Cybersecurity Awareness Month reminds us that we are all vulnerable to cyberattacks every October. Since 2004, this date has been set aside to evaluate our current security posture and reconsider how we use our personal and business data on an everyday level. Businesses usually expect increased traffic during the holidays, so hackers often focus their attention on unsuspecting individuals who may be too busy to double-check everything they're doing online. While protecting yourself against hackers is important, you don’t have to do everything alone. Here are some basics of cybersecurity for protecting your network and keeping your data safe.
Yeah, it's you. Phishing is one of the most common exploits because it works. All it takes is a little effort to prevent these scams from happening. Think before you click; hover over hyperlinks before following them. Don’t give out personal information over email without checking the sender’s email address.
If an email starts out with the following quotes, it's likely a scam:
"We suspect an unauthorized transaction on your account. To ensure that your account is not compromised, please click the link below, and confirm your identity."
"During our regular verification of accounts, we couldn’t verify your
information. Please click here to update and verify your information."
"Our records indicate that your account was overcharged. You must call
us within 7 days to receive your refund."
Never send sensitive documents via unsecured networks or public Wi-Fi hotspots. Keep your computer’s firewall turned on and updated. Don’t open suspicious attachments or emails. Be careful about what you post online—don’t include social security numbers, financial information, or health records. This can even include other public information that you may willingly include in social media profiles like your job or location. Even seemingly harmless personal details like this can be used by hackers to create a profile of yours for later reference. While these steps may seem obvious since you've likely read them before, this is still one of the leading causes of information breaches, so it's worth examining. iTecs offers cybersecurity and phishing training that can prevent revenue loss from breaches. Schedule a consultation today.
An alert pops into the bottom right-hand side of your computer screen during your workflow; it could be an update for a piece of software you use daily. While the temptation is to let it lie until you have time for it, don't forget to update your software as soon as possible. Use up-to-date anti-virus software, operating system patches, and applications. Make sure that you're using software that is approved by your organization; you may unknowingly download a trojan horse in your search for a useful tool. If possible, install security updates automatically. This isn't just to make sure you have the newest features available, these updates ensure that any exploitations or vulnerabilities that have come out lately have been patched. At the latest, update before you leave your computer at the end of the day. Your poor workstation needs a good night's rest, too.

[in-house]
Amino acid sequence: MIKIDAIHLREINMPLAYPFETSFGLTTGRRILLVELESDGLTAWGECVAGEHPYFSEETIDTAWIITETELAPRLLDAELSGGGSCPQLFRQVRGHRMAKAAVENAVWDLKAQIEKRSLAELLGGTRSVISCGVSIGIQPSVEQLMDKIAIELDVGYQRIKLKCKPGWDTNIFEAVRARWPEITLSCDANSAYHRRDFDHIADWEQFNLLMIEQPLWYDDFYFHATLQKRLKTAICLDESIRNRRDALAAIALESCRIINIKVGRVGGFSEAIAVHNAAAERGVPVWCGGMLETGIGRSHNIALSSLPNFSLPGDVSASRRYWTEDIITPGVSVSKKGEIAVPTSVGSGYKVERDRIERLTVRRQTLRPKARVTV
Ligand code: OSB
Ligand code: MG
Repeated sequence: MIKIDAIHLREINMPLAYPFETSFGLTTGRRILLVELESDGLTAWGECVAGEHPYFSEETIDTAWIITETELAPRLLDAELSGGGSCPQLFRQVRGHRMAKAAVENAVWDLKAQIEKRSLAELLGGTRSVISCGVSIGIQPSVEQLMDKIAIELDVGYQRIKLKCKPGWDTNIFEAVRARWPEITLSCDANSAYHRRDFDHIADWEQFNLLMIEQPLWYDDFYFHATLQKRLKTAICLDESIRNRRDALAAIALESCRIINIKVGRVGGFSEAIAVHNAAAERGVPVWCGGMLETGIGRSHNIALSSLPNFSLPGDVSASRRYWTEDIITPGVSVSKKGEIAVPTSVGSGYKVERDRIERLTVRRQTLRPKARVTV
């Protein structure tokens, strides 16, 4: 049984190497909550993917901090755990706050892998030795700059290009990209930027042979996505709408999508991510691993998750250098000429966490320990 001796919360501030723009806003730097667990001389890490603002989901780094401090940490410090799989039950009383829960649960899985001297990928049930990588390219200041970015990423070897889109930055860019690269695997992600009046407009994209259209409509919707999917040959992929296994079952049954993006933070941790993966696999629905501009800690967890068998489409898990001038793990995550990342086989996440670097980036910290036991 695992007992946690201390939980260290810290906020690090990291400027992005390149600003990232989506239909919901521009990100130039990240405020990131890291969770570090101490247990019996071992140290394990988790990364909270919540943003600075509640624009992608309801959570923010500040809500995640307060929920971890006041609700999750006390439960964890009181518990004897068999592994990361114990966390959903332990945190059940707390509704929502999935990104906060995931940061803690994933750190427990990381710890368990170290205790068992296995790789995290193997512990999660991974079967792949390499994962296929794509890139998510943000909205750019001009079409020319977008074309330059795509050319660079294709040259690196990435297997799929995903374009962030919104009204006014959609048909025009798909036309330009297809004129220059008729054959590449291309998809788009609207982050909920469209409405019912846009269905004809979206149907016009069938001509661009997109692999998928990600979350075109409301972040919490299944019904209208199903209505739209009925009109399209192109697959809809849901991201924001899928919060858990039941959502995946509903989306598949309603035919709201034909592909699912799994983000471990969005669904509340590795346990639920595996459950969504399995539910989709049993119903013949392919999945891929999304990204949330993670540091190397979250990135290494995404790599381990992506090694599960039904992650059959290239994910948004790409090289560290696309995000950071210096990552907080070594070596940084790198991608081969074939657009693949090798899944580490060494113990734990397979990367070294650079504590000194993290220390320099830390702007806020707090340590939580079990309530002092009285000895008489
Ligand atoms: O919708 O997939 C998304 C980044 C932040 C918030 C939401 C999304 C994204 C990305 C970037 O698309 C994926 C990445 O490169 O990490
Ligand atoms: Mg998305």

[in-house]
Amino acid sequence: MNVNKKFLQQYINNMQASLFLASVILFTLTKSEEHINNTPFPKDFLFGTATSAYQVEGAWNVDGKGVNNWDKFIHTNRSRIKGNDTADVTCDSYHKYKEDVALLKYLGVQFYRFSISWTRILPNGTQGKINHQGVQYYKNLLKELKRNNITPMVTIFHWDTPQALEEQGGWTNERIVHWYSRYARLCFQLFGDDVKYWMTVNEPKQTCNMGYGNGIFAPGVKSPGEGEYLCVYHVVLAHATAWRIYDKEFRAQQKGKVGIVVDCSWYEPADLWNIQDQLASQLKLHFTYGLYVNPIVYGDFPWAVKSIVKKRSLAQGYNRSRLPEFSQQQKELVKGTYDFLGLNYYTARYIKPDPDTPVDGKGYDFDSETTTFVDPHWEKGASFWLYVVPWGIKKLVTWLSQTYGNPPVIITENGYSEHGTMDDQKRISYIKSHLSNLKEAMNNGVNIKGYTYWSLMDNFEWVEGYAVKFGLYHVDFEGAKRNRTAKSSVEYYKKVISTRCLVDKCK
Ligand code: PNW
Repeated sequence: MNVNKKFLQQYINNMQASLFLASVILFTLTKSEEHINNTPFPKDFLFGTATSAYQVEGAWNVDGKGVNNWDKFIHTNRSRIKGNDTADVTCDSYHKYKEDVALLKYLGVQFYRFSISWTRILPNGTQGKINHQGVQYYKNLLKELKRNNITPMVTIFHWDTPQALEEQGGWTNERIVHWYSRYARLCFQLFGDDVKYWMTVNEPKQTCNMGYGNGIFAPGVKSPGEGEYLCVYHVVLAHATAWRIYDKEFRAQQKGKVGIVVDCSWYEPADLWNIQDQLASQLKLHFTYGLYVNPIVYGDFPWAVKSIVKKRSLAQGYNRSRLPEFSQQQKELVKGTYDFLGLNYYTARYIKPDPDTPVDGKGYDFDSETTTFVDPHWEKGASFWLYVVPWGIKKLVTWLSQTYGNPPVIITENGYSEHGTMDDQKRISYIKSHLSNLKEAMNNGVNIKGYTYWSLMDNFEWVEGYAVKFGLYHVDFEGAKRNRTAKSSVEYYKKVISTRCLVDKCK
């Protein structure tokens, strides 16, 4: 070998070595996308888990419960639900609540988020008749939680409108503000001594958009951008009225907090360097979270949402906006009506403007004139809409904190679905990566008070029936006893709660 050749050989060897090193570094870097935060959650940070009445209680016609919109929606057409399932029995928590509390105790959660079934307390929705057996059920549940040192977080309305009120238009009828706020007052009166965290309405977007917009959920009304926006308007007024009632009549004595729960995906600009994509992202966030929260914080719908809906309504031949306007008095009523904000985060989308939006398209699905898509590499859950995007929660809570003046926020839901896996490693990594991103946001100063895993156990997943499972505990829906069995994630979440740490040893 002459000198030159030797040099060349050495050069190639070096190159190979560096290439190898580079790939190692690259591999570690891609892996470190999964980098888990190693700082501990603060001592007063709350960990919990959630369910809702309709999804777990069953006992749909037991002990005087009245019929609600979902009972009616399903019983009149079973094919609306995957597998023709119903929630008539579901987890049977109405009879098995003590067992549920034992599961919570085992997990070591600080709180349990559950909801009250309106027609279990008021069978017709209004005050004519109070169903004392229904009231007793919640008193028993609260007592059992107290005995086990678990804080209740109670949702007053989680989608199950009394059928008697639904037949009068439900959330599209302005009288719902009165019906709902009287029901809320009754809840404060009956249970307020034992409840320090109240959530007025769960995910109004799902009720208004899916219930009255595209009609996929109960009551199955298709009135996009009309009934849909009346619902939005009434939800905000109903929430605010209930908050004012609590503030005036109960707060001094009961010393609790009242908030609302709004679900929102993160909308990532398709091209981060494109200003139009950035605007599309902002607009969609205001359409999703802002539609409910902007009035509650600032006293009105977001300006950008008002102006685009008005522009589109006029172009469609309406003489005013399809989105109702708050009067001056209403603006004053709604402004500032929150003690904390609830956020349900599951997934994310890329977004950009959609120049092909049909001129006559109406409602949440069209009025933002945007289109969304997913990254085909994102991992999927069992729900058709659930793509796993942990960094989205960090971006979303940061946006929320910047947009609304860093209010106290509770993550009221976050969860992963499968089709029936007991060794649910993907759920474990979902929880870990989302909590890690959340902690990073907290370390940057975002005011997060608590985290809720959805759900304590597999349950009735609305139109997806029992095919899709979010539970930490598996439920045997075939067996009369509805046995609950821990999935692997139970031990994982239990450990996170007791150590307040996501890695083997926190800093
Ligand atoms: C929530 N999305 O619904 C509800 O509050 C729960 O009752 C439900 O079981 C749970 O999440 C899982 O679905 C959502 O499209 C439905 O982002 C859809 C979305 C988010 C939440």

If you step away from your desk, you have no idea what happens while you're gone. Even a quick bathroom break can open your computer to a hostile workplace actor. It may seem unlikely, but this is one of the easier ways to access information - it allows the bypass of login passwords, and just a quick flash drive plug-in can leave your data at risk. The new intern could be an industry competitor in disguise or someone looking to sell the information you keep. With just a few clicks you can log out of your computer and prevent a scenario like this from happening.
Any connected device that is tethered to your computer by USB, Bluetooth, etc. is an inroad to your information. If you're working from home and stopping by a cafe or hotspot remember that you're subject to attack through these open ports. A periodic check of connected devices can mean the difference between safety and a breach.
A strong password is great. The best ones are so obscure that they're almost totally meaningless and are kept in a secure third-party Password Manager for use when you want them. Well, that's fine, but if you're away from the device you normally use for accessing your accounts, then you won't be able to log into them. A good compromise between something complicated and something easy to remember can be a memorable phrase with special symbols and numbers. It satisfies the requirement of being difficult to guess or brute-forced by attackers, while at the same making it easy for you to memorize because it's based off something silly you used to say when you were younger. Good security can be fun!
Here's why you need to care. Recent FTC data shows that consumers reported losing more than $5.8 billion to fraud in 2021, an increase of more than 70% percent over the previous year. With the rise of remote working environments, there has been an increase in the number of exploitation vector opportunities for cybercriminals. iTecs understands that security is important in today’s evolving workplace landscape. We provide mobile device management, employee monitoring, and endpoint detection and response services that ensure the security of your personal and business data. Fixing these holes before they turn into security vulnerabilities will help keep your business out of the FTC's annual list of companies that were victims of cybercrime. Don't become next year's statistic! Take the opportunity this October to protect yourself against cyberattacks.
Have trouble convincing the boardroom they should invest in cybersecurity? Our short guide has excellent tips for your next conference.
Turkey, pies, being thankful for those around us - what could possibly go wrong? Quite a lot, actually.